Hepatocellular carcinoma HCC), the major manifestation of primary liver cancer, is one of the most frequent and malignant diseases worldwide. Among other environmental factors, hepatitis viruses, as the hepatitis B (HBV) and hepatitis C (HCV) viruses, are to be listed in the etiology of HCC. Both of these viruses cause a wide spectrum of clinical manifestations, ranging from healthy carrier state to acute and chronic hepatitis, cirrhosis and HCC. HBV and HCV are different viruses in structure: HBV contains a DNA genome which replicates through an RNA intermediate and requires an active viral reverse transcriptase (RT) polymerase enzyme, while HCV is an RNA virus which has no RT activity and replicates on the cellular membrane by RNA replication. In this review we discuss how these two biologically diverse viruses use common pathways to induce hepatocarcinogenesis despite their significant structural and viral cycle differences. A summary is also given of several observable common and different features. Direct integration of HBV viral sequences into the host genome increases the genomic instability, which does not occur in HCV infection. However, viral proteins may directly play a significant role in the induction of carcinogenesis by both viruses.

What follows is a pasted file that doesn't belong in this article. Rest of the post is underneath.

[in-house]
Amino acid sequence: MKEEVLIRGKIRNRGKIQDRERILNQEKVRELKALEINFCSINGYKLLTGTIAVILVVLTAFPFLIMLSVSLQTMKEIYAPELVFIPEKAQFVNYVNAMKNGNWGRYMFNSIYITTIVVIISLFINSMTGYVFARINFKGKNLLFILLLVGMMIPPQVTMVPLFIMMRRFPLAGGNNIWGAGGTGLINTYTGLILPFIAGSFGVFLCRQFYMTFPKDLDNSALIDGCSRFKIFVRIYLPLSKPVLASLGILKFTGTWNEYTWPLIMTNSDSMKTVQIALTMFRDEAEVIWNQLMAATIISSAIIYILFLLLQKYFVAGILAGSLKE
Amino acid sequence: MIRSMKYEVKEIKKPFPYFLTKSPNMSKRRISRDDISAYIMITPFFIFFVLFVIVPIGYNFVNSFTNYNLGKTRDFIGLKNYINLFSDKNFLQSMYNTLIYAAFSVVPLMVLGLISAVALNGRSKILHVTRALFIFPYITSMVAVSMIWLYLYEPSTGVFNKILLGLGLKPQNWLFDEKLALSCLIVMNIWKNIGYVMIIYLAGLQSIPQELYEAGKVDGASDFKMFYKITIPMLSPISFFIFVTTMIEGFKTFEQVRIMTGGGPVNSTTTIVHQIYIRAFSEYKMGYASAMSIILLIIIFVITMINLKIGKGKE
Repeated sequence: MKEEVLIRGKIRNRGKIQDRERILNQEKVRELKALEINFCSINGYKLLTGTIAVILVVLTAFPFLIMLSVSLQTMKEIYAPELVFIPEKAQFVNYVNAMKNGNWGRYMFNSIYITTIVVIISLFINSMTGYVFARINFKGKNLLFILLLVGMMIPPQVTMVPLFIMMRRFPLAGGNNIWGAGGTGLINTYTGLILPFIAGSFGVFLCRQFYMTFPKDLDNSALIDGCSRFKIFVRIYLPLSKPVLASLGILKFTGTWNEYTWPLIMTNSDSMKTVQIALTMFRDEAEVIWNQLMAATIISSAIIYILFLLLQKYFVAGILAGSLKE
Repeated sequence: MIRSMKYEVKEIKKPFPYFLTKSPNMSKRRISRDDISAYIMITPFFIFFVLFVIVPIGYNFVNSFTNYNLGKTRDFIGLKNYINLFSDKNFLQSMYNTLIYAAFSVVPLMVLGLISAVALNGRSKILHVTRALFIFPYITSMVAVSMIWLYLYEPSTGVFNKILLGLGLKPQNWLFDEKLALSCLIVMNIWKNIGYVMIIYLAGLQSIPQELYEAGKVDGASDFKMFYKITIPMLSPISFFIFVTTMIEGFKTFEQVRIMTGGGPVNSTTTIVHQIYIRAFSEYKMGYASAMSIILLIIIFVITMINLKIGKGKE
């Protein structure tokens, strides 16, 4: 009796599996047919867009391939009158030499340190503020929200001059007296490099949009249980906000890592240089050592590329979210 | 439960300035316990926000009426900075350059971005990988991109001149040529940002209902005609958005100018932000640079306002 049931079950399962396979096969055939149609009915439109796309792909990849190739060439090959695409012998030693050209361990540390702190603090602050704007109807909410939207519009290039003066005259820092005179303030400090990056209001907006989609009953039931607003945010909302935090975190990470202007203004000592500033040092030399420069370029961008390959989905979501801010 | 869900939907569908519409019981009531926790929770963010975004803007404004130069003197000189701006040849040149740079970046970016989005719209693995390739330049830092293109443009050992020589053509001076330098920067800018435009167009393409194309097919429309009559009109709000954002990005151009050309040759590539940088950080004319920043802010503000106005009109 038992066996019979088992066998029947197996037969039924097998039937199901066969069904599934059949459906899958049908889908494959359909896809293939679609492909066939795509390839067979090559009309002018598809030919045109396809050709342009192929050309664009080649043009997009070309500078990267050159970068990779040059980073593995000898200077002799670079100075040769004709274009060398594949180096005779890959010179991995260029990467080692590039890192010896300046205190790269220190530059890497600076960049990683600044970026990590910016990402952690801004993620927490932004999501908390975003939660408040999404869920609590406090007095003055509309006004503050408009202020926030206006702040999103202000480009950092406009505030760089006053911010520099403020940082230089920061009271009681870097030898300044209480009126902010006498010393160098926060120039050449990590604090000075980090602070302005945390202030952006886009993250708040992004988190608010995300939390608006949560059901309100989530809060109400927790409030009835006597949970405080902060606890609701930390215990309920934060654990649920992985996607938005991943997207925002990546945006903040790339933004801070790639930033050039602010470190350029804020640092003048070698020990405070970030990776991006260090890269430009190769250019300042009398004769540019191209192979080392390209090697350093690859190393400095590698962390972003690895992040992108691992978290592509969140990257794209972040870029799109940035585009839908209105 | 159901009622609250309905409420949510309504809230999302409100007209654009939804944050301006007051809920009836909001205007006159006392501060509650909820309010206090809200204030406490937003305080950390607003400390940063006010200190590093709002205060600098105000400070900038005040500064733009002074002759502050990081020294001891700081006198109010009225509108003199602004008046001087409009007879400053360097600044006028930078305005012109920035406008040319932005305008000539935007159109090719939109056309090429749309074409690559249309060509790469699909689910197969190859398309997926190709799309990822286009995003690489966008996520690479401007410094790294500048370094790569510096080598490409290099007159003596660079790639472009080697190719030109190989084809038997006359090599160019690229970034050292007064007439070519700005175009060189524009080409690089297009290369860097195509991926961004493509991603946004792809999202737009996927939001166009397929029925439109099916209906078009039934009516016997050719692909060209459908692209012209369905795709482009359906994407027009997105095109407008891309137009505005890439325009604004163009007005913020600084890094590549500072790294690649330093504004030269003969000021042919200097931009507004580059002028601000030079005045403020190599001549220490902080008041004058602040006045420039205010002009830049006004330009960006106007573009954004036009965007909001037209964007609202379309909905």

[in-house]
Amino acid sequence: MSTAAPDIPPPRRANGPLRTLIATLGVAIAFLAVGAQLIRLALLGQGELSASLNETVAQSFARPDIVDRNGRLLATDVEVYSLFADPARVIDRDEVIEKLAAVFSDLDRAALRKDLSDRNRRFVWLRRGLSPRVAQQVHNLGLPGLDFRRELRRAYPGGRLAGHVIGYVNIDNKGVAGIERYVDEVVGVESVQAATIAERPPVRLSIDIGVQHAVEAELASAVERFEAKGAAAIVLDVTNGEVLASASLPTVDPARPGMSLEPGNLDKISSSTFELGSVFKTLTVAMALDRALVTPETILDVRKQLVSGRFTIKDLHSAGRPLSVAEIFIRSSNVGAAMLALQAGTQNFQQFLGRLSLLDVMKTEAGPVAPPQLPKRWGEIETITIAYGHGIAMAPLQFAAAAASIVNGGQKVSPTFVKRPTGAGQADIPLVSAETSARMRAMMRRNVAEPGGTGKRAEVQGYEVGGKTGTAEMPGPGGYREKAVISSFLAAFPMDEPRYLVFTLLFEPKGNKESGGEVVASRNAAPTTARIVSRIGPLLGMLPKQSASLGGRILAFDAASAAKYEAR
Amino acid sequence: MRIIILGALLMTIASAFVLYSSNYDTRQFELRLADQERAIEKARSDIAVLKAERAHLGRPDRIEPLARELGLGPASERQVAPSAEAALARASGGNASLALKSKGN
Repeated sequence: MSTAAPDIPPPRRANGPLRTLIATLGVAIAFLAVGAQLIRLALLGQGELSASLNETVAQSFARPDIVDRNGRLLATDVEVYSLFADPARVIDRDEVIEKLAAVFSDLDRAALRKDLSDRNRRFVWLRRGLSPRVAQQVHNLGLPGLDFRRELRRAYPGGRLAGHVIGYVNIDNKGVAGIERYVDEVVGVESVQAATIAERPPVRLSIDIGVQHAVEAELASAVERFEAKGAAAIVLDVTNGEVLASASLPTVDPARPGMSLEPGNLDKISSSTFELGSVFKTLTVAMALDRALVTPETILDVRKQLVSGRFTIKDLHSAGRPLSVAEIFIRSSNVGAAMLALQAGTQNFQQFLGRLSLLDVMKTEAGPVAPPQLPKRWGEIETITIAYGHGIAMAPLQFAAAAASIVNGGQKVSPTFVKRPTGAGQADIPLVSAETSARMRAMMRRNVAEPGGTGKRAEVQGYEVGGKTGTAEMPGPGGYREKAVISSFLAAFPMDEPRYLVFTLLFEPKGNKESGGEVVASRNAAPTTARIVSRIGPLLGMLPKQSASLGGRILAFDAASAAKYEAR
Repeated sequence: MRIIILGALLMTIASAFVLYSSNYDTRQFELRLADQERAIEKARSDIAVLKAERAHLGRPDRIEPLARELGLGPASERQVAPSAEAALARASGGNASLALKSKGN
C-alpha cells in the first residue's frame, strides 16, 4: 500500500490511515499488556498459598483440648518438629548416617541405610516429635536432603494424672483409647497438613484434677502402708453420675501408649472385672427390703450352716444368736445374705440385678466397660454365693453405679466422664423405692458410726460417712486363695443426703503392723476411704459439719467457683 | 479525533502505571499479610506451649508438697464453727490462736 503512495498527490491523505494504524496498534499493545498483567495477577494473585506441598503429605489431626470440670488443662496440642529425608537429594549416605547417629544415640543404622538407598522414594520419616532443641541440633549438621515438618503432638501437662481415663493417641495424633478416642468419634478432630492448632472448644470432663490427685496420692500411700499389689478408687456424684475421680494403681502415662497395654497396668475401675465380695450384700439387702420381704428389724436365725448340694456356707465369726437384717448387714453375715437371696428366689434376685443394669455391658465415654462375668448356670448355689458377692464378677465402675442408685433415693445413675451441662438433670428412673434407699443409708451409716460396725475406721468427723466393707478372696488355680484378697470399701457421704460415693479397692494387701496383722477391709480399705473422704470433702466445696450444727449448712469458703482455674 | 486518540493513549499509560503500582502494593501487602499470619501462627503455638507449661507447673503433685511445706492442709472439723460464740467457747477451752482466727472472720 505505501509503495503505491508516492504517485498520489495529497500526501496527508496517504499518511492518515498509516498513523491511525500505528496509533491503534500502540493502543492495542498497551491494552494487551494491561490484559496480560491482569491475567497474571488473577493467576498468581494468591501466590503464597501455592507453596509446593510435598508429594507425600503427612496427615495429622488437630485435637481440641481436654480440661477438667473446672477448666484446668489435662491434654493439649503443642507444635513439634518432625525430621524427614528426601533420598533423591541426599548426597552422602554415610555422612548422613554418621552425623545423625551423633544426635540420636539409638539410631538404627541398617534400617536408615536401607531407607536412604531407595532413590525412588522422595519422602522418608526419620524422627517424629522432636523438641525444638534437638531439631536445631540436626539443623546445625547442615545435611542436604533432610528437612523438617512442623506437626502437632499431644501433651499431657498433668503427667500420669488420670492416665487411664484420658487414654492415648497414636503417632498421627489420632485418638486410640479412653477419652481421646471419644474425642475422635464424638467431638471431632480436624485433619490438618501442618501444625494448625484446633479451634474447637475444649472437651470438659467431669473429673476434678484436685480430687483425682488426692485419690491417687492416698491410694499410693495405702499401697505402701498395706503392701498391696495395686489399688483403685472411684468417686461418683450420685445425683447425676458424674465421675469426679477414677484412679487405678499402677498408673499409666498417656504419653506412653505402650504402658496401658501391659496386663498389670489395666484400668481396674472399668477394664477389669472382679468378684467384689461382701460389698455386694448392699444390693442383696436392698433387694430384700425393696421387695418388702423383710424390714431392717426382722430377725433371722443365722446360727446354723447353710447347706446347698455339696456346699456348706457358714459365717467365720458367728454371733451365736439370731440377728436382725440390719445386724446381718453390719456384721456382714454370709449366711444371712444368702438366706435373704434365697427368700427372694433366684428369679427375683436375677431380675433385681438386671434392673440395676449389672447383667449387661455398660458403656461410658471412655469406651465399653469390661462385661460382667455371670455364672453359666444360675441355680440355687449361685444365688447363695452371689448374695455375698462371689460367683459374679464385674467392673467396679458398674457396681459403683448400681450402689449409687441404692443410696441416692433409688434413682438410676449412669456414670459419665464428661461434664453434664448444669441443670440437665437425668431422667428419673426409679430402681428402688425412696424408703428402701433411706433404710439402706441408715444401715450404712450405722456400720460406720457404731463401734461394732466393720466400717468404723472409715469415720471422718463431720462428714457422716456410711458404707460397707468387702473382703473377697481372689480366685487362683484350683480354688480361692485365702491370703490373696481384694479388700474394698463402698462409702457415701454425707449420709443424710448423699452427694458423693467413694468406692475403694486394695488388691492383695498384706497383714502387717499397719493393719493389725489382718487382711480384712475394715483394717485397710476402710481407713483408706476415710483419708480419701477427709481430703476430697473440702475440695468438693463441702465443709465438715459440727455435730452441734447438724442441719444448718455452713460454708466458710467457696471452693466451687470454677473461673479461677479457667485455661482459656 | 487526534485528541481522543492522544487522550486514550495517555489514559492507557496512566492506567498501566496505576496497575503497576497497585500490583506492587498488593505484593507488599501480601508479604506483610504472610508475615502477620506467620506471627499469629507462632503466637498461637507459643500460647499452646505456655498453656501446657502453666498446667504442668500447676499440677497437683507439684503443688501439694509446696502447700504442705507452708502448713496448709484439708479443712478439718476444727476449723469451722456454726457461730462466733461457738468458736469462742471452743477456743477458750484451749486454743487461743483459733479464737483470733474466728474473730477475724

ASJC Scopus subject areas
- Pathology and Forensic Medicine
- Cancer Research